Of the ten parishes of Guernsey, St Saviour is the most rural. It is on the west coast of the island and found between Castel and St Pierre du Bois. It is one of the largest by area but has a relatively small stretch of coastline, although it does include Perelle bay, the Richmond Headland and some of Vazon Bay – the remaining stretch belongs to Castel.
St Saviour is also home to The States of Guernsey Reservoir which provides most of the island with fresh water. Building started before The Occupation in 1938 and was completed once the island was made free and was made possible by flooding three valleys and a village.
The largest of the inland churches, the parish church overlooks the reservoir and dates to the 12th century, although there are several megalithic stones in the area, including a menhir at the northeast entrance that shows that the site has been used for pagan worship long before this. The menhir has been incised with a cross in order to Christianise it.
The Church had to be re-built in 1658 after it was struck by lightning and during The Occupation the Germans used the church's tower as a lookout post. The Church is now known for its stained-glass windows and the fact that the height and length of the church are exactly the same.
"An old story tells of a dispute between the men engaged in building the tower. Some favoured a lofty one, others a short one. Tempers flared, and fighting was about to break out when the men suddenly became aware of a stranger standing in their midst.
The stranger told them not to quarrel over the height of the tower, but to build it as high as the church was long. The stranger then vanished. Accepting this a Divine command, the men built the tower to its present height." (Brief History of St Saviour's Church by Freddie Priaulx, P.10)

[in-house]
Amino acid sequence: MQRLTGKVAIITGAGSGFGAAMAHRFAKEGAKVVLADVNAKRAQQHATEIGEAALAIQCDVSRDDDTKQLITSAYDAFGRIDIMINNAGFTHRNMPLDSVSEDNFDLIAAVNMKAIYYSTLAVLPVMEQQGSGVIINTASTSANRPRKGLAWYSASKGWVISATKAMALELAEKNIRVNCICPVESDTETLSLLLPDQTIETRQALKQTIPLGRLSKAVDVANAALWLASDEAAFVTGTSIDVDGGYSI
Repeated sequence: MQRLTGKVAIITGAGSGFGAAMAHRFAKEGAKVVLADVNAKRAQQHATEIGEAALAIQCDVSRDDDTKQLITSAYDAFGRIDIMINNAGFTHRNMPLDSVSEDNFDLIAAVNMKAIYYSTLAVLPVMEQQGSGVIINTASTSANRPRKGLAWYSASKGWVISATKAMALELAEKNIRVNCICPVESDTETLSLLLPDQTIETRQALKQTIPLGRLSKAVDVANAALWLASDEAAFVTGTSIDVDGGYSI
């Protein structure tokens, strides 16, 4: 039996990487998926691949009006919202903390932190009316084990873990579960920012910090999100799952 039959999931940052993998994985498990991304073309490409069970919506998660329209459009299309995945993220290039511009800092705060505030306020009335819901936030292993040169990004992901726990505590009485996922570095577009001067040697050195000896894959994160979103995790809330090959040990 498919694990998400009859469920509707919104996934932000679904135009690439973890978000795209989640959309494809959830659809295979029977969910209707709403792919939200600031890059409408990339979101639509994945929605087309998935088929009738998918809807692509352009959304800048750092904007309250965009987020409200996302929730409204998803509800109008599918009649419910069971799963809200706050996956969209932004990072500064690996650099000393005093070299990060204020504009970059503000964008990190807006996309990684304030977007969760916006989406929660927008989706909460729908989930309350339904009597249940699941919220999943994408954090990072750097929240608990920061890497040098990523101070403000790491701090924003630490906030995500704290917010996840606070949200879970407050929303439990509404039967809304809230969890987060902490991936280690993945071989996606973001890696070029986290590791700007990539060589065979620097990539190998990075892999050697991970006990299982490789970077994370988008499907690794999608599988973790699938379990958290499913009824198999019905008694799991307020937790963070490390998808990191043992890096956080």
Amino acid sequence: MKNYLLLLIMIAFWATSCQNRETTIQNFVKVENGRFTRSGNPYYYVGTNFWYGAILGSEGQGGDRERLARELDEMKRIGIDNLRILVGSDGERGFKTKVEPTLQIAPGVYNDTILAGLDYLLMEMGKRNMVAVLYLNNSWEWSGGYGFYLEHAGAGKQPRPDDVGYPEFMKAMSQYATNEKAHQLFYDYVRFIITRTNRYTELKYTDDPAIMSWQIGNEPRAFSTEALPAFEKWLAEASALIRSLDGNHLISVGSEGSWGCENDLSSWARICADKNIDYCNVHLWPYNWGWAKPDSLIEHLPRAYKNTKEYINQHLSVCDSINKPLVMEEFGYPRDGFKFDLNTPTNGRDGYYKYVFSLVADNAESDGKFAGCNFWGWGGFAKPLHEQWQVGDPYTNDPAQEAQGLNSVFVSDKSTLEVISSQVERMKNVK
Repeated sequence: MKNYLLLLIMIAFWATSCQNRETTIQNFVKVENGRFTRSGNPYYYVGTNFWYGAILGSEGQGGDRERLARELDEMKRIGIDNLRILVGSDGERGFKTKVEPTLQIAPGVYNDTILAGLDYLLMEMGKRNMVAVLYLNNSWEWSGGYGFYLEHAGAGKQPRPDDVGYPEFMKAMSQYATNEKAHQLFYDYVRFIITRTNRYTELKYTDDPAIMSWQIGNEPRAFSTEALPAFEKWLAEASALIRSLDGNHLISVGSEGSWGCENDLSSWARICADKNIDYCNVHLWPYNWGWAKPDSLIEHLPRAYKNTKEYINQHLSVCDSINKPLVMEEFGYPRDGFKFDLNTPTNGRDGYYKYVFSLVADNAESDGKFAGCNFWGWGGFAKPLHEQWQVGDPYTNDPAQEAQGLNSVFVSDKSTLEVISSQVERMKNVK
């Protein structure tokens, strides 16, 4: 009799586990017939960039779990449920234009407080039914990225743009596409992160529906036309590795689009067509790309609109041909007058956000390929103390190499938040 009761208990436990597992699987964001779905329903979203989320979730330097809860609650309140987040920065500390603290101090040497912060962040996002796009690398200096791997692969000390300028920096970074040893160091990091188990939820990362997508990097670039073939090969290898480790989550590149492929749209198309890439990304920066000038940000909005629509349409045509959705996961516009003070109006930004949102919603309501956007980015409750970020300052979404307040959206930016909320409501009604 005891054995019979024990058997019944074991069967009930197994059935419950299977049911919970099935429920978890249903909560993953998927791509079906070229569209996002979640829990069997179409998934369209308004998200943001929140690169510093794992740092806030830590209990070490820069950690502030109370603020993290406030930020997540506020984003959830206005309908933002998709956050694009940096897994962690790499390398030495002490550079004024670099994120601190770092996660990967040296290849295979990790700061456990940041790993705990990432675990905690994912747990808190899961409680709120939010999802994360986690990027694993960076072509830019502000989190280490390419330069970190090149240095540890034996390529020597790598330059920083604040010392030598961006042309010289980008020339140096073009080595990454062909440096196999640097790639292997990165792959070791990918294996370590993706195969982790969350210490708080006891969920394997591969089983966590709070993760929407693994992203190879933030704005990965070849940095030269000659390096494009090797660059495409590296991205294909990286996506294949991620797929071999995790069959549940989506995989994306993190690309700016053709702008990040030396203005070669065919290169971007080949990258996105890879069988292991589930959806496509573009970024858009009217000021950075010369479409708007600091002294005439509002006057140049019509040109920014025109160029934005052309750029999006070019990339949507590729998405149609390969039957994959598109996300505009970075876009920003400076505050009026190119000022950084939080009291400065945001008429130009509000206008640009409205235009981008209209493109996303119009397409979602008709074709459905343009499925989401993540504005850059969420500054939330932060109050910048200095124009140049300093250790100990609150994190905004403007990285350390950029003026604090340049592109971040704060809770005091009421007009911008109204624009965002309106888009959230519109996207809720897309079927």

The scarring of the Island by the Occupying forces was not just above ground. There are a series of tunnels under the parish, including below the church, which the forces used as munitions and equipment stores. It was built under the church by the forces who reasoned that it would be unlikely that the RAF would bomb a church.
In addition to the parish church there is another religious site of interest, the small medieval Ste Appoline’s Chapel. Originally known as La Chapelle de Notre Dame de la Perelle it was one of the first ancient historic monuments in Guernsey. The chapel was built in 1392 by Nicholas Henry, and stands in the grounds of the house Ste Appoline. By 1452, it was known as Ste Appoline and is believed to be the only chapel or church in the British Isles that is dedicated to her.
In addition to the menhir at the parish church there are several megalithic sites within the parish including Le trepied dolmen at Catioroc, one of the more famous sites on the Island. Legend has it that witches used to dance around the stones on Friday nights, their Sabbath, and occasionally the devil himself, in the form of a wolf or goat or dressed in black fur, would sit on the stones as the witches danced. As a result the superstitious locals used to avoid the area once the Sabbath arrived.